Earlier this year, Scott Heaton, of Homegrown Electric Circus, better known for its improv, did a sketch show. Now, Sally Arenberg has tapped Scott and his Circus mates Josh Barto and Evan Koepnick as well as broadminded’s Megan McGee to present a whole new show, which Sally is directing, called ”It Was Embarrassing, So Don’t Ask.”
From Facebook: “Are they laughing with you? Or at you? Sometimes it’s hard to tell. You’ll have to find out at an evening of sketch comedy among the talented cast.”
Weeks away from her bachelor’s degree in acting at the University of Wisconsin-Milwaukee, Sally acknowledges that her show fills a bit of a void for sketch comedy. It also is a change of pace, she says from the acting program’s focus on classical theater.
“Comedy is also a big challenge for actors. I think it takes a really talented actor to have the ability to make an audience laugh,” Sally says, and adds, “It’s way different directing comedy. But it’s cool to have this opportunity for other actors too.”
Those actors include:
- Alissa Kluever
- Derrion Brown
- Courtney Howe
- Erika Kirkstein-Zastrow
- Kris Anton
- Keiandra Honeysucker and
- Jeremy Berson
The performances are at 7:30 p.m., Thursday, Nov. 7 through Saturday, Nov. 9, and 2 p.m., Sunday, Nov. 10, at 1925 E. Kenilworth Place.
Allison Mcmahon is the assistant director, and the other writers are Dan Perlstein and Joey Sullivan.
General admission is $10. Click here for tickets.
We chuckled recently at a Facebook post by Milwaukee comedian Mario Robinson, in which he asked his father what he would do with a time machine and was answered: I would miss you.
While not exactly a time machine, you’ll get a bonus hour this weekend. Because Daylight Savings Time ends at 2 a.m., Sunday, Nov. 3, and you have to set your clocks back one hour. That’s why.
So sometime this weekend use that extra 60 minutes like the precious gift it is.
Here’s a suggestion: The Milwaukee Comedy Standup Showcase.
It’s at 8:30 p.m., Friday, Nov. 1, at the Karma Bar & Lounge, 600 E. Ogden Ave., and is a production of the Milwaukee-based Caste of Killers Comedy Collective
From Facebook: “This comedian-run, independently-produced comedy show that started with a couple of funny guys and a microphone has grown into a full-fledged professional comedy extravaganza. The Caste of Killers showcase only the freshest and brightest comedy acts.”
Among the talent on display will be:
- Tom Grimm
- Liza Marie
- Chastity Washington
Click here for half-price early-bird tickets. Or pay $10 at the door.
It’s time well spent.
If you like laughing and free admission and world peace, here’s an event for you.
Hillel Milwaukee is sponsoring an evening of cross-cultural comedy aimed at using humor to address perceived differences. The show is called “Laugh in Peace.”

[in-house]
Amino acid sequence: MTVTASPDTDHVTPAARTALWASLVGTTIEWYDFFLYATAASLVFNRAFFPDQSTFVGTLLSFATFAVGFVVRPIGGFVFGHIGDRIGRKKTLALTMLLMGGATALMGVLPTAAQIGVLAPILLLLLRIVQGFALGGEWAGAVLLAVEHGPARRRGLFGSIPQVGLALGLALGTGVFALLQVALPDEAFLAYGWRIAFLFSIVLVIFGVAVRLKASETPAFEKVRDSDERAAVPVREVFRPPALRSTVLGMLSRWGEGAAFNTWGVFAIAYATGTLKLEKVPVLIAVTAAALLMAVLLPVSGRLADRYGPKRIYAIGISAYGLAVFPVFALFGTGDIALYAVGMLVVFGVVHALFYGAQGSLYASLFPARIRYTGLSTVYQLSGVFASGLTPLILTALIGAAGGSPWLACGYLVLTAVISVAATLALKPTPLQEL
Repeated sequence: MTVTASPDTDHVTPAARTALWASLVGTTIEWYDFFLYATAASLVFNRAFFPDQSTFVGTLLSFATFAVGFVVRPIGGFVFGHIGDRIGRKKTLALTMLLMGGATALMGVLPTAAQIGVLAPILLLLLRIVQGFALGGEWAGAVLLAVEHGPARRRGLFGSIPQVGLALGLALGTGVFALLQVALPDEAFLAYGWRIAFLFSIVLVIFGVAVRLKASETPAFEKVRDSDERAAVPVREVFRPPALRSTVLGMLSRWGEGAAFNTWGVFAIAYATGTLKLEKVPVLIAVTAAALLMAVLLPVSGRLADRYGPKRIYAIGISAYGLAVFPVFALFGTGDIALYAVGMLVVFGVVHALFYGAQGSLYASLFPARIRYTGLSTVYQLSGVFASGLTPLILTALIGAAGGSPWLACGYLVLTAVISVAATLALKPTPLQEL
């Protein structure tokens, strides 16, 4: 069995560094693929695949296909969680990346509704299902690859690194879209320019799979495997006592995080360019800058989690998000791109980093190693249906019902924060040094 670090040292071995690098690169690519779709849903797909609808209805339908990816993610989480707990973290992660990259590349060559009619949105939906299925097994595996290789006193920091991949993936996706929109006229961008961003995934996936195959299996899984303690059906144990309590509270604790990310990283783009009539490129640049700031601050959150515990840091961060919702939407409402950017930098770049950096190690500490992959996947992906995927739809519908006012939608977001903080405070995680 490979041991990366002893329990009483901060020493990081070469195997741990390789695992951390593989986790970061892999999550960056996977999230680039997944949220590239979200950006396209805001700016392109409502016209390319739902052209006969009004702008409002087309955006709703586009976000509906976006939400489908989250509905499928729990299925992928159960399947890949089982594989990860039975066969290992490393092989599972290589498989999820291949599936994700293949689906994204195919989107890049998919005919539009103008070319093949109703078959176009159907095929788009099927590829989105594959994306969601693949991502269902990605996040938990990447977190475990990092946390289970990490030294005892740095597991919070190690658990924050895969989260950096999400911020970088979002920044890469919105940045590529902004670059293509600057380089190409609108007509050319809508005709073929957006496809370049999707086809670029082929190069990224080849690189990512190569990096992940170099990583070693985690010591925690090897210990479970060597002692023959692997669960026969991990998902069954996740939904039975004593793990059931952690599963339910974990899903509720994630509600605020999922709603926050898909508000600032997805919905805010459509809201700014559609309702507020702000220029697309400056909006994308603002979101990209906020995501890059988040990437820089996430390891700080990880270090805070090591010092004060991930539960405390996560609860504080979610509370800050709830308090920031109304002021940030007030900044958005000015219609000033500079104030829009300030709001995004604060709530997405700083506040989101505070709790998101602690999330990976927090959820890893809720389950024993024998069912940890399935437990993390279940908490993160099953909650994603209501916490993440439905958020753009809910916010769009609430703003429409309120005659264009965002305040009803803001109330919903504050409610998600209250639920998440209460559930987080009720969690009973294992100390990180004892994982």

It’s at 7 p.m., Sunday, Nov. 3, in the ballroom of the University of Wisconsin-Milwaukee Union, 2200 E. Kenwood Boulevard.
From Facebook: “a one-of-a-kind comedy show led by Rabbi Bob Alper, and Arab Muslim comedian Mohammed Amer. These fantastic internationally-known comedians will host an evening full of non-political laughter. Following the show will be a Q and A session. You do not want to miss this!”
Advance publicity includes reviews from The New York Times, the Detroit Free Press and even the World Bank.
And if you don’t like laughing, free admission and world peace, what’s wrong with you?
- Brian Aldridge
- Chastity Washington
- Eric Thorson and
- Scott Tolaney
Milwaukee has four very vertical comedians adept at putting audiences very horizontal with laughter.
It’s an improvisational group that calls itself Tall Boys. They are Erik Koconis, Robby McGhee, Lee Rowley and James Boland. Individually, they have an embarrassing wealth of comedy experience. Collectively, they’re unpredictably clever. That’s the wonder of improv.
It just so happens that James, by day, is an educator at Milwaukee’s Tamarack Waldorf School, which happens to be starting a high school next year. To help raise awareness and funds for the high school, the Tall Boys are performing at 7 p.m., Saturday, Nov. 2, at Tamarack Waldorf, 1150 E. Brady St.
Suggested donations are $10 but, of course, we use the word “donation,” which suggests you have discretion to be generous.
Not only will the Tall Boys (coached by imrpov impresario Jared Stepp) perform, but they will feature the standup comedy, the deadpan brilliance of Ryan Lowe.
We told you this would be quite a week for standup comedy in Milwaukee.
Here are more opportunities to explore and/or contribute to:
- Seriously, Comedy Open Mic, Thursday, Oct. 24, at Fire on Water, 518 N. Water St. Performers sign in at 8:30 p.m. The show, hosted by Jacob E. Miller, starts at 9 p.m.
- The sign-up (8:30 p.m.) and performance times (9 p.m.) are the same Thursday for the bi-weekly Art Bar Open Mic, in Milwaukee’s Riverwest neighborhood, 722 E. Burleigh St. Your emcee there will be Joshua Balew.
- You can launch your weekend laughing with The Caffeinated Comedy Hour, at 7:30 p.m. Friday, Oct. 25, at Sherman Perk, 4924 W. Sherman Ave., hosted by Eric Thorson and featuring Sam Barone, Patrick Tomlinson and Darryl Hill.